- Give yourself permission for work-life blend throughout the day. This is dependent on the above. For example, some days I work out at 11am or 1pm depending on meetings. I was feeling guilty about that because it is during the traditional work hours of the day (see how those old habits cling to us?), but I am able to mentally check out because I know that, if there is a crisis, it will come in to me via my rules of the road for getting in contact with me. For some of you, the blend might be being able to go to the doctor with a family member, going to the grocery store, taking a walk, or spending time with your kids who are home due to COVID. Based on the above, work and life become blended, and you can focus on what you need to without checking your phone every 10 seconds. Communicate with your colleagues about how (or if) you want to be contacted in your off hours. You may want to set some guidelines to control how people reach you, thereby reducing unwanted interruptions.
- Have mental clarity about what needs to get done and when you will do it. This includes having a place where you write down the many tasks that you need to do, whether that is in a notebook, a task management app, a project management system, or in your calendar. The important thing is that you aren’t lying in bed at night trying to remember everything on your mental to-do list. This is a sign you don’t have a great organization system, or what I like to call a “getting things done organization” system.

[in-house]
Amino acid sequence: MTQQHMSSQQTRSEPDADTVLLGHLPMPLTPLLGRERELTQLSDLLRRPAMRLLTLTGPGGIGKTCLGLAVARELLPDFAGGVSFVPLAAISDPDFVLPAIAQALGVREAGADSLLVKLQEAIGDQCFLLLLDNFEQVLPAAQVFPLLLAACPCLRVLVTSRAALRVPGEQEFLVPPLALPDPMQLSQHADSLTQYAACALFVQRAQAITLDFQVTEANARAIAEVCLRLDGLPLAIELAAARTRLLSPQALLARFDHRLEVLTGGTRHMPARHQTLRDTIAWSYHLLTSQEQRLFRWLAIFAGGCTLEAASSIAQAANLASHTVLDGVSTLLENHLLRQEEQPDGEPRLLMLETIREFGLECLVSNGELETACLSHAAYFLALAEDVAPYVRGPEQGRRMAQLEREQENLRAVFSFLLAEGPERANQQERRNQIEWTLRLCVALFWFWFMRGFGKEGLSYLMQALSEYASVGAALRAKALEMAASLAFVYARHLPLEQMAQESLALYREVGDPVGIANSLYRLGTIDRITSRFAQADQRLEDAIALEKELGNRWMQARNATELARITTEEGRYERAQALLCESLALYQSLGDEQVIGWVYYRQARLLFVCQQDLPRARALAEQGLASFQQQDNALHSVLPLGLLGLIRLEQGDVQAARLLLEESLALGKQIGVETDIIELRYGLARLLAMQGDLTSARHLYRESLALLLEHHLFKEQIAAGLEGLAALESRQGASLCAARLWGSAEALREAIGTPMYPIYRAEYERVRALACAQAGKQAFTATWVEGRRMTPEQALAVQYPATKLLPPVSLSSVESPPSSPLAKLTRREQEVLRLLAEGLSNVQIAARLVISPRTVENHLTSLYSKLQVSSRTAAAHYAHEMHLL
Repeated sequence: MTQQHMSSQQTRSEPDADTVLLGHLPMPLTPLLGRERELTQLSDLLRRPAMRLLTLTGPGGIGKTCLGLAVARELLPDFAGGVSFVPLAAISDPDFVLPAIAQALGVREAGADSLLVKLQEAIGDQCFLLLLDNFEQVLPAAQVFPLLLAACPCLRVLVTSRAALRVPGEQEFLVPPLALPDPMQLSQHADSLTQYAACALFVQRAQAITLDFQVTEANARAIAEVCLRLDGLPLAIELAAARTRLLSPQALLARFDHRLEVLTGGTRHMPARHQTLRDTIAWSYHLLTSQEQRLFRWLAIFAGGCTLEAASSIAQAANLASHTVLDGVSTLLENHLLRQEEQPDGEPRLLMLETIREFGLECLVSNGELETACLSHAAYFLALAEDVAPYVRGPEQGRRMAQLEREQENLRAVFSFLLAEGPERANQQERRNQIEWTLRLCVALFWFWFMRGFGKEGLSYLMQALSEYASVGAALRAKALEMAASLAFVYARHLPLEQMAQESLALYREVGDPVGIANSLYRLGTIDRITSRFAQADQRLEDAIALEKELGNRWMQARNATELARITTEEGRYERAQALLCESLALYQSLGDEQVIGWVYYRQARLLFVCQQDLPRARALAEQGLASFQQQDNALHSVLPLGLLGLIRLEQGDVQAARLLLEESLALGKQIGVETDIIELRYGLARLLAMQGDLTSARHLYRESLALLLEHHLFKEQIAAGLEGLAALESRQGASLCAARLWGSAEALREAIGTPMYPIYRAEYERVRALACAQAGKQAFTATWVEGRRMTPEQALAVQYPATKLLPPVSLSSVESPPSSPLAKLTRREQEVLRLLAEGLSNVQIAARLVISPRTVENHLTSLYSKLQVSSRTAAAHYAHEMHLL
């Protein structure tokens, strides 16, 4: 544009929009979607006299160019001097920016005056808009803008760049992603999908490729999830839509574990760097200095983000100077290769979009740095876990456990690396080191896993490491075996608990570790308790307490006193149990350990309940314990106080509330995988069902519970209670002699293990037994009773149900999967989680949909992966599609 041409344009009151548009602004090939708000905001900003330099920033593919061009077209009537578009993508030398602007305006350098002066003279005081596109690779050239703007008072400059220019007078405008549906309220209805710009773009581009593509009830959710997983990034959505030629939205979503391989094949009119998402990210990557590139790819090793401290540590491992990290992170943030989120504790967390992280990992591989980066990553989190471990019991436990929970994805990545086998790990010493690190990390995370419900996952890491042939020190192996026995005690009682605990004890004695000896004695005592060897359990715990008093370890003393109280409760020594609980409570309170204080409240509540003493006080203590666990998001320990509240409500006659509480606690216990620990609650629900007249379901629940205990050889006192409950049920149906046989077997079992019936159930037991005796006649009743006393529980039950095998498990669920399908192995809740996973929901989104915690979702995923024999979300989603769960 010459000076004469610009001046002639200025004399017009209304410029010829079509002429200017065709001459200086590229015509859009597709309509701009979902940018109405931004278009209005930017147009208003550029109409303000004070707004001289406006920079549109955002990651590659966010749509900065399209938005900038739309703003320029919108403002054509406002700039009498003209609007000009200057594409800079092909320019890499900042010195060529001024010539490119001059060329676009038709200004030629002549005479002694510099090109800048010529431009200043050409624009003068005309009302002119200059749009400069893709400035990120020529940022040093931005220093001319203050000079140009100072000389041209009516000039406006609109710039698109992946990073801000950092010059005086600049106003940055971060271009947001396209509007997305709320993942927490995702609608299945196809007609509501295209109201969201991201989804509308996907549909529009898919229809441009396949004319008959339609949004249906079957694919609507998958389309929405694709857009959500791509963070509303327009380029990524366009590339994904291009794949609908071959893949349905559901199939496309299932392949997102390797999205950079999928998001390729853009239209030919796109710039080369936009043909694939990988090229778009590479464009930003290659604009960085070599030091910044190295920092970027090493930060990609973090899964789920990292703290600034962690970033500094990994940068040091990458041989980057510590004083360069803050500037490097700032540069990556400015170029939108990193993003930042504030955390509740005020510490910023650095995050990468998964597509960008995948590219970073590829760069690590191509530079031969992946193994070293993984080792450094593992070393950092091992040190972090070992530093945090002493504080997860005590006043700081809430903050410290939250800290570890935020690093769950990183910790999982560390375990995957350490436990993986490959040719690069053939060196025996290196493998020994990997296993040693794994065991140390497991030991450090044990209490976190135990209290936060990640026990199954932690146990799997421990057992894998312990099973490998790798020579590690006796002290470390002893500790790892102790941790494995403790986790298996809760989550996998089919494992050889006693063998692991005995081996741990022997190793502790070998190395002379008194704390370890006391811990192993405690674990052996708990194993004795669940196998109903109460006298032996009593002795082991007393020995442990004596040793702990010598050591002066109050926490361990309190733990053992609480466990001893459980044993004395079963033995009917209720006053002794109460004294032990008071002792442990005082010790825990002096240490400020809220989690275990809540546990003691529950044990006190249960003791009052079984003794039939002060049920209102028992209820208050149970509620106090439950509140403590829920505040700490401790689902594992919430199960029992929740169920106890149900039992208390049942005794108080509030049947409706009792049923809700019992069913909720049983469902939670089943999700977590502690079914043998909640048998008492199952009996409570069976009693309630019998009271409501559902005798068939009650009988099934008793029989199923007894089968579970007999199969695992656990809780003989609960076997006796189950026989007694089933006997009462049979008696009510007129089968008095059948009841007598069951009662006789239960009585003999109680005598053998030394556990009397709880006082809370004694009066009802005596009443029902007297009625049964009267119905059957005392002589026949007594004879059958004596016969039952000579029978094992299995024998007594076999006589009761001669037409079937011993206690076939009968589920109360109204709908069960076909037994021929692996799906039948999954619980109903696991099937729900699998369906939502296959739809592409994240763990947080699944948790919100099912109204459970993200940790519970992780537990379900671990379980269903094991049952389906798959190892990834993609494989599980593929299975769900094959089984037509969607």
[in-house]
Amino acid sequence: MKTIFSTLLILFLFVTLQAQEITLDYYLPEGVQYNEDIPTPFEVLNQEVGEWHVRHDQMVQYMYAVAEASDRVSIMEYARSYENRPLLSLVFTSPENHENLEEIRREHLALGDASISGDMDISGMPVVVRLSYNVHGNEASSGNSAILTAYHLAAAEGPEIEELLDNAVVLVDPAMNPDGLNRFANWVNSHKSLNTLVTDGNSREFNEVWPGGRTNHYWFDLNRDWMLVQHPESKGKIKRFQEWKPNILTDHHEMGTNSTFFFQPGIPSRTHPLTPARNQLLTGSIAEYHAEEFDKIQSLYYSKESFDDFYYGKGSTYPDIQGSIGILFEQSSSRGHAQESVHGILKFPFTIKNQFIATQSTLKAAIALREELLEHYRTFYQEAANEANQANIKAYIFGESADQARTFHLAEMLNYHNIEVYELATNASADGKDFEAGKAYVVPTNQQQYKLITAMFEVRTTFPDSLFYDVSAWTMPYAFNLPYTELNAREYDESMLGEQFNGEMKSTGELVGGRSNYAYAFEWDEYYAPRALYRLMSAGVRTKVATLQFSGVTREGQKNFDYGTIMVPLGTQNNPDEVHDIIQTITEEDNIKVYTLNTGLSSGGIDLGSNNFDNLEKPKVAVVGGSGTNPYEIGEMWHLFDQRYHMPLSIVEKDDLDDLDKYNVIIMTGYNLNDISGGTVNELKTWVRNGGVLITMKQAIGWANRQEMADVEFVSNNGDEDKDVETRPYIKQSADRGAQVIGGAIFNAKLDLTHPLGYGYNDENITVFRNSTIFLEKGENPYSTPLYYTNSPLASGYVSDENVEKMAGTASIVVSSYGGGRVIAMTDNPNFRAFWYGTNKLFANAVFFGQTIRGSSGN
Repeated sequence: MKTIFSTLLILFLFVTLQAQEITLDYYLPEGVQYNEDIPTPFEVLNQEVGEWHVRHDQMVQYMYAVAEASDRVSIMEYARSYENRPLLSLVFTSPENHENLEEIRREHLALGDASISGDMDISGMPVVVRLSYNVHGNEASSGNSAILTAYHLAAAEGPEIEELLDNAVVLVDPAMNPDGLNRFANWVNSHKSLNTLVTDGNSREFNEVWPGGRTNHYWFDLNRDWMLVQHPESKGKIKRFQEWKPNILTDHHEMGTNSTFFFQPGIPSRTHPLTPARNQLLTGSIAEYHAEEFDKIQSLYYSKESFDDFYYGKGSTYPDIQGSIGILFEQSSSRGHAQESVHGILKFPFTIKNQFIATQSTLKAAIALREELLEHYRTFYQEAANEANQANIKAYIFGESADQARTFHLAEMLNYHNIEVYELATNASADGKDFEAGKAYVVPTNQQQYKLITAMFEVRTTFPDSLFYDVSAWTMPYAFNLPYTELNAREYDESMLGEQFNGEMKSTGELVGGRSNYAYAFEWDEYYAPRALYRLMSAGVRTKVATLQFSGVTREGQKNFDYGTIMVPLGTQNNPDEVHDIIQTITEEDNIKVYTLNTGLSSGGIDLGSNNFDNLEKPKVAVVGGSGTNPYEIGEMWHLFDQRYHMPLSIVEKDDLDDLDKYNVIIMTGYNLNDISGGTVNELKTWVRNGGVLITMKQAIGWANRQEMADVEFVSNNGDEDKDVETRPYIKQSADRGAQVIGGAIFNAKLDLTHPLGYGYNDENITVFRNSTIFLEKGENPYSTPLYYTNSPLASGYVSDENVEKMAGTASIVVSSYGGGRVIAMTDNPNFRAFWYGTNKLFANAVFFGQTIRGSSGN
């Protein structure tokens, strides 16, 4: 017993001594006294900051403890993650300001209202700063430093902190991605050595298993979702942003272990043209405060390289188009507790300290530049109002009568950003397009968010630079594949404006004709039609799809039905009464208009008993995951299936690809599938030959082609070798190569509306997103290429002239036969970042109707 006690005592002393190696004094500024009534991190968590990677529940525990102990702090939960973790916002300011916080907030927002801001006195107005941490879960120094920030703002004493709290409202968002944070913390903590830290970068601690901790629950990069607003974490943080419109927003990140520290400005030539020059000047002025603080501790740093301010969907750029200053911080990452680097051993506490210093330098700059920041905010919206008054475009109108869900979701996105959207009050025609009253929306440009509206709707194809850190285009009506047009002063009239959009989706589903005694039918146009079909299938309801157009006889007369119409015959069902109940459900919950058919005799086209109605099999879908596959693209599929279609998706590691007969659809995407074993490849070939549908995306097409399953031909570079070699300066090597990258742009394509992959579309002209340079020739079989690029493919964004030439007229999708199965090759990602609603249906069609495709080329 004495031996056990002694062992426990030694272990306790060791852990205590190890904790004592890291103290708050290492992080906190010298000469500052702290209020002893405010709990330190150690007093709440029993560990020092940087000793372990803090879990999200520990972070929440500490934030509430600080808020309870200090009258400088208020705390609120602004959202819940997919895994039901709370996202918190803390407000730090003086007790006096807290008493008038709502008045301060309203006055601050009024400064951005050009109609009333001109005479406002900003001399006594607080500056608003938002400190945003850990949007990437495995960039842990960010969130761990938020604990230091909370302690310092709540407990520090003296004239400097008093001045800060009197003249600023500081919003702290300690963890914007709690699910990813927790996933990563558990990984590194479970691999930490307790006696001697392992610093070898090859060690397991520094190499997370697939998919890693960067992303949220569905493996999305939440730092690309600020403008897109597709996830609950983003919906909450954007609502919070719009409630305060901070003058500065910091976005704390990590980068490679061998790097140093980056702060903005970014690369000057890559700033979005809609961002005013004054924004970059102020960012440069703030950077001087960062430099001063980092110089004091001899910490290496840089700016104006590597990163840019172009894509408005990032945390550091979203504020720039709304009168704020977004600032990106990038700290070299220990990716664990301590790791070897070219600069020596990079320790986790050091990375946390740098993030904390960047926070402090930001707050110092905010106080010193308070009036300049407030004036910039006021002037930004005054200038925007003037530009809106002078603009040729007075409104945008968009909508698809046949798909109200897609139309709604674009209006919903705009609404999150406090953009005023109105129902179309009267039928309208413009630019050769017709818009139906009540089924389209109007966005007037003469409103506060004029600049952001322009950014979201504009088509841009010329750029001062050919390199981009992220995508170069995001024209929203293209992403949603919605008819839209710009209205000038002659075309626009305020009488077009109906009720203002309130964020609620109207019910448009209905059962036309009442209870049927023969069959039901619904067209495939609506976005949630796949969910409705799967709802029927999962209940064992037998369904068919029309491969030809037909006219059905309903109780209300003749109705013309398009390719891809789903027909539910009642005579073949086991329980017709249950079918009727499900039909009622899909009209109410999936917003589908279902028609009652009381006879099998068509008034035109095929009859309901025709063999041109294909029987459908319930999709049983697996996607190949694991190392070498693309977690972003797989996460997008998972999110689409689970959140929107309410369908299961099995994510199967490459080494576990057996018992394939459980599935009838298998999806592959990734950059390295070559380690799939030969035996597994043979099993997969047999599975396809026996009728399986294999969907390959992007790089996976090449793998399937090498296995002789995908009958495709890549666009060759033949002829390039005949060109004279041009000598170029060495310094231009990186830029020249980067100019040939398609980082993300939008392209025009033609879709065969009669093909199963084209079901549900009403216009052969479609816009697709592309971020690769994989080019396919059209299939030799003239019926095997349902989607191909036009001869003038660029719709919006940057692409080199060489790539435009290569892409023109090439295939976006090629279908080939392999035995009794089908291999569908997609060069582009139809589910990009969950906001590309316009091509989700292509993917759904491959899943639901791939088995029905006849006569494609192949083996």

- Ensure you have the right tools to work from home. As I mentioned in the challenges list, a friend shared how chaotic it is at his home due to his kids doing school from home, his wife working from home, and him working from home. He said at any moment you can hear 3 different conversations and that it sounds like a call center.
- If this is your experience, it’s wise to invest in headsets so your conversations are only heard by you, and it will help everyone focus on their work and be in their space without intruding upon one another.
- Be sure you have good internet bandwidth because it will frustrate the heck out of you if you don’t.
- Be sure you are competent with the technology of Zoom, Teams, or whatever your organization uses. If you still struggle with utilizing these functions, block time on your calendar to watch a YouTube video or do a tutorial. Most technology these days is somewhat intuitive. Practice different scenarios so that when the real meetings are taking place you aren’t distracting yourself and others.